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Have we found Audrey Hepburn in WW2 England?

3-4 minute read

By Ellie Ayton

6 February 2024
Audrey Hepburn

How did a genealogy-themed name change help us find this Hollywood icon as a child? The answer might surprise you as we delve into Audrey Hepburn’s family tree – a story of tragedy, hardship, and mistaken identity.

Most of us have done it – we’ve seen a recognisable surname in our family tree and thought, ‘I must be related to this famous historical figure.’ It’s not unusual, and it showcases the power of surnames. They can help us connect to our ancestry and to the past. Maybe we have royal roots we’d never heard of before? After all, every surname has a story.

But what if you were wrong, and what does this have to do with Audrey Hepburn, star of Breakfast at Tiffany’s, Sabrina and Roman Holiday?

Believe it or not, Hepburn was not Audrey’s original surname. She was born Audrey Kathleen Ruston on 4 May 1929 in Brussels, Belgium.

Audrey Hepburn’s birth record in the Consular Birth Indices.

Audrey Hepburn’s birth record in the Consular Birth Indices. You can see the full record here.

So, how did she become known as Audrey Hepburn?

The truth of it is this – Joseph Ruston, Audrey’s father, believed he was descended from James Hepburn, Earl of Bothwell. If that name is familiar to you, it’s because he was the third husband of Mary, Queen of Scots.

James Hepburn, 4th Earl of Bothwell, was the third husband of Mary, Queen of Scots.

James Hepburn, 4th Earl of Bothwell, was the third husband of Mary, Queen of Scots.

Seemingly very proud of this ancestral link, Joseph created a double-barrelled surname – Hepburn-Ruston – for himself and his daughter.

This is how Audrey Hepburn was found in the 1939 Register. Taken on 29 September 1939, it was a record of the civilian population at the outbreak of World War 2.

Where was Audrey Hepburn at the start of WW2?

Audrey was moved to England when her parents’ marriage began to break down in the late 1930s. Between 1937 and 1939, Audrey lived at Orchard Villa in Elham, Kent with the Butcher family. During this time, she attended two small private schools.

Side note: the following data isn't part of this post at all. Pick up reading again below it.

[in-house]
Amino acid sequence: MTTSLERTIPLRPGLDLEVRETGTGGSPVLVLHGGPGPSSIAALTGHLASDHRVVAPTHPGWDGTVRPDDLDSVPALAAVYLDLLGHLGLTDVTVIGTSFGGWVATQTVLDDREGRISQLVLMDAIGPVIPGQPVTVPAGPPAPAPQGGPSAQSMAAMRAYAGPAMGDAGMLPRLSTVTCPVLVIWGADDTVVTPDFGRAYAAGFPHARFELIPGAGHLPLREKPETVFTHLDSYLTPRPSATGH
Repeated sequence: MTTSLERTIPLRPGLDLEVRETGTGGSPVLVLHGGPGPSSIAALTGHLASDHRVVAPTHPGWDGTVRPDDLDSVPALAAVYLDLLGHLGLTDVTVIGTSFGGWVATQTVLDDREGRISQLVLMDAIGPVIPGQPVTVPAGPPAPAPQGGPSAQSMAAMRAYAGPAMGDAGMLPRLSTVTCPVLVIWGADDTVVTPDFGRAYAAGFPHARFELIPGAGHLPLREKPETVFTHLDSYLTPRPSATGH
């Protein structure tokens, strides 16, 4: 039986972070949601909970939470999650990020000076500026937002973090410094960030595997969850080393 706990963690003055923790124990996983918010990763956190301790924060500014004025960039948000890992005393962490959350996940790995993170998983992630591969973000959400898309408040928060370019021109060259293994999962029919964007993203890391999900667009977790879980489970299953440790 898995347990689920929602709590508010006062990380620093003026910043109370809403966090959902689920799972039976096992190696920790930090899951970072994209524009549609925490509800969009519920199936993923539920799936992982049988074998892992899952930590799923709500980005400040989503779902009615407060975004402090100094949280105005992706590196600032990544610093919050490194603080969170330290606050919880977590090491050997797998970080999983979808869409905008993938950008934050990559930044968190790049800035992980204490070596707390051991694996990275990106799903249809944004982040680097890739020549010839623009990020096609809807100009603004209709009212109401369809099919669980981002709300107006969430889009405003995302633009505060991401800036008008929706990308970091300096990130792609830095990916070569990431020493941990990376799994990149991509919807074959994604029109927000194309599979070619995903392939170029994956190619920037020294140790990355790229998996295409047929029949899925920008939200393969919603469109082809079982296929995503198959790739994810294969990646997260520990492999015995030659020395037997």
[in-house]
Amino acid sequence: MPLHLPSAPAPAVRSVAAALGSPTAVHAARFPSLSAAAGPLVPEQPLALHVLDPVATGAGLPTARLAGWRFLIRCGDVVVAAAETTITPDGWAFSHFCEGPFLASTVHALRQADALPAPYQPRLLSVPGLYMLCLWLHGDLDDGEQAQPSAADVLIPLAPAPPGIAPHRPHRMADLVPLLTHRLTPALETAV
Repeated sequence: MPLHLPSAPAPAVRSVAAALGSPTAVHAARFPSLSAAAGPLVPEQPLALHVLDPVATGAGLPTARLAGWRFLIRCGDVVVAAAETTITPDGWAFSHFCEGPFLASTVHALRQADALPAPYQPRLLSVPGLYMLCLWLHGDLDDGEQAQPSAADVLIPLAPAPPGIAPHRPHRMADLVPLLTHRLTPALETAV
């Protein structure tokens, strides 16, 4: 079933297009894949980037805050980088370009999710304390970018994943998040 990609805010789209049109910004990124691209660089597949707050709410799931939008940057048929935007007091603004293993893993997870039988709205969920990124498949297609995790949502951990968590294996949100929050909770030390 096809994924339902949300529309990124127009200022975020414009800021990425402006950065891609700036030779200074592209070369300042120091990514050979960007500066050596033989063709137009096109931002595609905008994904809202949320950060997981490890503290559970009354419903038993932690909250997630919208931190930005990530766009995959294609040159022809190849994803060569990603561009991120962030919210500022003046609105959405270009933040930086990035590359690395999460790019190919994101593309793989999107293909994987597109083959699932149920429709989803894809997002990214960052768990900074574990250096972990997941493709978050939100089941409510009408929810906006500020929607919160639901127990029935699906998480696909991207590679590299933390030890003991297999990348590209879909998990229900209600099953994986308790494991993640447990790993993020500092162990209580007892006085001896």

Audrey Hepburn (centre) pictured with other children during her time in Elham.

Audrey Hepburn (centre) pictured with other children during her time in Elham. Image copyright Sampson Family Collection.

Because the 1939 Register contains full dates of birth, records of those who may still be alive are redacted. Audrey wasn’t showing up in Orchard Villa – but there was a redacted record.

Could that be Audrey?

This detective work was thanks to Georgina Sturge (statistician, House of Commons Library) and family historian David Annal (Lifelines Research). Together, they pinpointed where they suspected Audrey was living and asked us to take a look.

Audrey Hepburn found in the 1939 Register.

Audrey Hepburn found in the 1939 Register. Explore the full record here.

Audrey’s new, double-barrelled surname of Hepburn-Ruston and her date of birth were the key to solving this mystery.

Was Audrey Hepburn's father right about their link to the Earl of Bothwell?

The book Audrey: Her Real Story by Alexander Walker suggests the following:

Joseph was descended from John Joseph Ruston (who was either Irish or Scottish) who came to Vienna from Britain around 1832. He was a shipwright and mechanical engineer. His employer was John Andrews of the Danube Shipping Company. John’s wife was Isabella Hepburn, who claimed descent from James Hepburn, Earl of Bothwell.

After Andrews’ death, Joseph married Isabella. They had no children, but he did have children with his next wife, the very rich Barbara Victoria Belha. After the birth of their fourth child, Joseph separated from Barbara, and the children grew up not really knowing their mother. According to a cousin of Audrey’s from Brussels, the children of that marriage preferred to say their mother was Isabella Hepburn, rather than Barbara.

And if you follow this story using German baptisms and marriages in Vienna around this time, it appears to check out.

So, there you have it – Joseph Hepburn-Ruston was not descended from James Hepburn, Earl of Bothwell. It’s simply an example of family hearsay gone awry.

What’s the story behind your surname?